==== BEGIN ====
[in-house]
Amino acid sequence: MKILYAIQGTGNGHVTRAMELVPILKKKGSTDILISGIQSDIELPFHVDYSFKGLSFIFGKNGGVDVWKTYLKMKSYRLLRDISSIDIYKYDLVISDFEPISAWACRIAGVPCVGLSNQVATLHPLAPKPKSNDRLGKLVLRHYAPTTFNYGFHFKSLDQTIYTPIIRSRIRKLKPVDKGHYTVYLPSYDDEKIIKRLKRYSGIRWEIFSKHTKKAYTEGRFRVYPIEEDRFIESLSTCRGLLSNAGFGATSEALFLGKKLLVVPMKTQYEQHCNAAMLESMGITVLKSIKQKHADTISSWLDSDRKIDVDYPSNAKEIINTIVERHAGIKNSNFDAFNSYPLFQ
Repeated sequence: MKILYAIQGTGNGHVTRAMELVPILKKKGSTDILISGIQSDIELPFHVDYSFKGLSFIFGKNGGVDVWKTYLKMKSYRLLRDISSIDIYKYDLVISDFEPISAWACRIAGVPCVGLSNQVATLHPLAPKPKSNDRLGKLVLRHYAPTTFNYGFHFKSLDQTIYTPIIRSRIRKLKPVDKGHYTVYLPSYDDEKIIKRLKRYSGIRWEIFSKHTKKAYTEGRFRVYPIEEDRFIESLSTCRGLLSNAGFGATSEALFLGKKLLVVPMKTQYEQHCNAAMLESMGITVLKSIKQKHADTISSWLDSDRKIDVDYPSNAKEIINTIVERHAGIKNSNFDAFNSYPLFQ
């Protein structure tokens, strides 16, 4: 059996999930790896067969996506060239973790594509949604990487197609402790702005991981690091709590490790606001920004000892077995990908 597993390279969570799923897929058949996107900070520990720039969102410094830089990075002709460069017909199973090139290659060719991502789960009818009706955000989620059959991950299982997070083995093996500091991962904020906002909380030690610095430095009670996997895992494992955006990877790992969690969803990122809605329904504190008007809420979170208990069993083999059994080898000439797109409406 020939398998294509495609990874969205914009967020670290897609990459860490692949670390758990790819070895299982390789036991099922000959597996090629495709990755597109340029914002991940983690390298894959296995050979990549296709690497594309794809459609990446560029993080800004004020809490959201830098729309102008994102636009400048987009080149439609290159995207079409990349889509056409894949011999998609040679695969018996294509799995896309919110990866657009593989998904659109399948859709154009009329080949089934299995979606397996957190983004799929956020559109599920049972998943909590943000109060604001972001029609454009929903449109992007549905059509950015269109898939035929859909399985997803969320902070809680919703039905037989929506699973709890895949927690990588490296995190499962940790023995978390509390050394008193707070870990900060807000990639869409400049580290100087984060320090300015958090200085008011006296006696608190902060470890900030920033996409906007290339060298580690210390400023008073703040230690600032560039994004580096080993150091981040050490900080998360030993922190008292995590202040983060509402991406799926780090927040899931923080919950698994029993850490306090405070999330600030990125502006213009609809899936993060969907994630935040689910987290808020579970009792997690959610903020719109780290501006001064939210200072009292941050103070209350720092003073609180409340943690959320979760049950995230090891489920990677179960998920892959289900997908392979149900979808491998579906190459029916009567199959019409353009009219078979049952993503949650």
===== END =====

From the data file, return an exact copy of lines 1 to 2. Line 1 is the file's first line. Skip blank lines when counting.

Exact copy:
[in-house]
Amino acid sequence: MKILYAIQGTGNGHVTRAMELVPILKKKGSTDILISGIQSDIELPFHVDYSFKGLSFIFGKNGGVDVWKTYLKMKSYRLLRDISSIDIYKYDLVISDFEPISAWACRIAGVPCVGLSNQVATLHPLAPKPKSNDRLGKLVLRHYAPTTFNYGFHFKSLDQTIYTPIIRSRIRKLKPVDKGHYTVYLPSYDDEKIIKRLKRYSGIRWEIFSKHTKKAYTEGRFRVYPIEEDRFIESLSTCRGLLSNAGFGATSEALFLGKKLLVVPMKTQYEQHCNAAMLESMGITVLKSIKQKHADTISSWLDSDRKIDVDYPSNAKEIINTIVERHAGIKNSNFDAFNSYPLFQ